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I’ve been fortunate to have an opportunity to write about this year’s Oscar race in a series of essays for the news agency Thomson Reuters. In the final installment, I try to place the heat of the current race into perspective by discussing the Academy’s hits and misses in years gone by. There’s nothing like a little distance—be it one year or several decades—to see things in a different light. You can read my observations HERE

I will also be boldly going where I’ve never set foot before by “live blogging” for Thomson Reuters during the Oscar broadcast this Sunday. Stay tuned! 

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Jim Reinecke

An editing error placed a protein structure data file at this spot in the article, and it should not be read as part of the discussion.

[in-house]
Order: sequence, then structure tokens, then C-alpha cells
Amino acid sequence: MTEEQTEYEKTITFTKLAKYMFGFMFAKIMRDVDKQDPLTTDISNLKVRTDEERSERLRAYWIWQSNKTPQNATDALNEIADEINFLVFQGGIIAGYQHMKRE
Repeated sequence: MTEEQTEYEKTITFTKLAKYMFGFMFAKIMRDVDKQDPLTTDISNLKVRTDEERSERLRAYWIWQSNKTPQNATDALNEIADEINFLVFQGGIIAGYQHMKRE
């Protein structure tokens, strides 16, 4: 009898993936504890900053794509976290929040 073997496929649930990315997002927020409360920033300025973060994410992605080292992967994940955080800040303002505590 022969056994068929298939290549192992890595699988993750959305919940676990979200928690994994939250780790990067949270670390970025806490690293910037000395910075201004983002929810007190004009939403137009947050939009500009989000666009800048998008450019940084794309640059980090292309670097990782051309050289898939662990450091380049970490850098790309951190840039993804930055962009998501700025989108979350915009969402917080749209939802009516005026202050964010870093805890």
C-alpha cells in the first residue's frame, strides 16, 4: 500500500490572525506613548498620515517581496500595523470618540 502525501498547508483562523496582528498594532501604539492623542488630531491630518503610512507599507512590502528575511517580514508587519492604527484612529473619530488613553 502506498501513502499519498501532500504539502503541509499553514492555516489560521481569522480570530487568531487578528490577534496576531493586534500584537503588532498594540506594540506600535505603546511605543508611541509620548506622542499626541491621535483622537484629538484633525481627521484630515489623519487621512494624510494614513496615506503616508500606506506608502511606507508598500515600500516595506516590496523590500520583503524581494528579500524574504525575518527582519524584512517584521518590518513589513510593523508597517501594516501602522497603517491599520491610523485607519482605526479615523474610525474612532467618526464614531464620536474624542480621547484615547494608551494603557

Clicked the link immediately and read your article with great interest, Leonard. As I believe that you and I are the only people on the planet who didn't drink the FORREST GUMP kool-aid, I'm sure that you'll agree that I'm still shaking my head about that one copping the Best Picture prize over Tarantino's extraordinary and audacious PULP FICTION. But, to me, that's part of the fun of the Oscars. . .not just watching them and catching up with the honored films, but ultimately (and, as you point out, sometimes one must allow posterity to prove you right or wrong) to disagree with the Academy's choices. I found something else in your subsequent essay that piqued my interest, however. The "Sight and Sound" voters now prefer VERTIGO as the all-time greatest film to CITIZEN KANE, huh? Although I'm on record as a definite Hitchcock admirer, there are those who would say that VERTIGO, masterwork that it is, wasn't even the best film of 1958. The choice of those nay-sayers? That would be TOUCH OF EVIL. . .and, oh yeah, who was the guy who directed that? No, I'm afraid that KANE is still the all-time champ and Mr. Welles remains the saddest example of a great talent that Hollywood simply trashed (right up there with Buster Keaton and Preston Sturges).

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